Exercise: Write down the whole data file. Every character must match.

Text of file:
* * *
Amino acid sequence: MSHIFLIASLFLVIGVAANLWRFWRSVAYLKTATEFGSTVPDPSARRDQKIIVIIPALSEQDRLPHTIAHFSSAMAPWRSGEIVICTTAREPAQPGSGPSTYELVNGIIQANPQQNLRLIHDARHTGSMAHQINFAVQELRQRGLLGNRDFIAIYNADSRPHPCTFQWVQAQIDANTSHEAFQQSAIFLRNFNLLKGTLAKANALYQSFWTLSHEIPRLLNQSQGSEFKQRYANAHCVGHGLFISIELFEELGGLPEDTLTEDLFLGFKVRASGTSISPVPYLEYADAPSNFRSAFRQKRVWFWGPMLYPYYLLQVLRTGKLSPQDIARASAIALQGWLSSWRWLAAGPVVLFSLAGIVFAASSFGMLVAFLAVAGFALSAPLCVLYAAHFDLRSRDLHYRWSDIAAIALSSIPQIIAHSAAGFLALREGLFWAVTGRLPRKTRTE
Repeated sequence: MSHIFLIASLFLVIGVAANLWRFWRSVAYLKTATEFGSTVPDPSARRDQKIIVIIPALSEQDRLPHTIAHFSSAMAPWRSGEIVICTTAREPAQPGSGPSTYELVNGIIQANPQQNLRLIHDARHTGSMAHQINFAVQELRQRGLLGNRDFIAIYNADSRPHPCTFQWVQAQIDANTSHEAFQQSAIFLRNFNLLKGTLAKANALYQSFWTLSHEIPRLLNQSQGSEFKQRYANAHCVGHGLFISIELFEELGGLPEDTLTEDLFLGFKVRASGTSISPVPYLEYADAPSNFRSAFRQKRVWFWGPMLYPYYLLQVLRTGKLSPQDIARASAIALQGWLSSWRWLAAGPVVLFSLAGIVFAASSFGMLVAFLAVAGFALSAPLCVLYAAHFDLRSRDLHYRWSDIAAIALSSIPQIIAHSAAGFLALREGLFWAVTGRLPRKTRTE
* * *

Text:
Amino acid sequence: MSHIFLIASLFLVIGVAANLWRFWRSVAYLKTATEFGSTVPDPSARRDQKIIVIIPALSEQDRLPHTIAHFSSAMAPWRSGEIVICTTAREPAQPGSGPSTYELVNGIIQANPQQNLRLIHDARHTGSMAHQINFAVQELRQRGLLGNRDFIAIYNADSRPHPCTFQWVQAQIDANTSHEAFQQSAIFLRNFNLLKGTLAKANALYQSFWTLSHEIPRLLNQSQGSEFKQRYANAHCVGHGLFISIELFEELGGLPEDTLTEDLFLGFKVRASGTSISPVPYLEYADAPSNFRSAFRQKRVWFWGPMLYPYYLLQVLRTGKLSPQDIARASAIALQGWLSSWRWLAAGPVVLFSLAGIVFAASSFGMLVAFLAVAGFALSAPLCVLYAAHFDLRSRDLHYRWSDIAAIALSSIPQIIAHSAAGFLALREGLFWAVTGRLPRKTRTE
Repeated sequence: MSHIFLIASLFLVIGVAANLWRFWRSVAYLKTATEFGSTVPDPSARRDQKIIVIIPALSEQDRLPHTIAHFSSAMAPWRSGEIVICTTAREPAQPGSGPSTYELVNGIIQANPQQNLRLIHDARHTGSMAHQINFAVQELRQRGLLGNRDFIAIYNADSRPHPCTFQWVQAQIDANTSHEAFQQSAIFLRNFNLLKGTLAKANALYQSFWTLSHEIPRLLNQSQGSEFKQRYANAHCVGHGLFISIELFEELGGLPEDTLTEDLFLGFKVRASGTSISPVPYLEYADAPSNFRSAFRQKRVWFWGPMLYPYYLLQVLRTGKLSPQDIARASAIALQGWLSSWRWLAAGPVVLFSLAGIVFAASSFGMLVAFLAVAGFALSAPLCVLYAAHFDLRSRDLHYRWSDIAAIALSSIPQIIAHSAAGFLALREGLFWAVTGRLPRKTRTE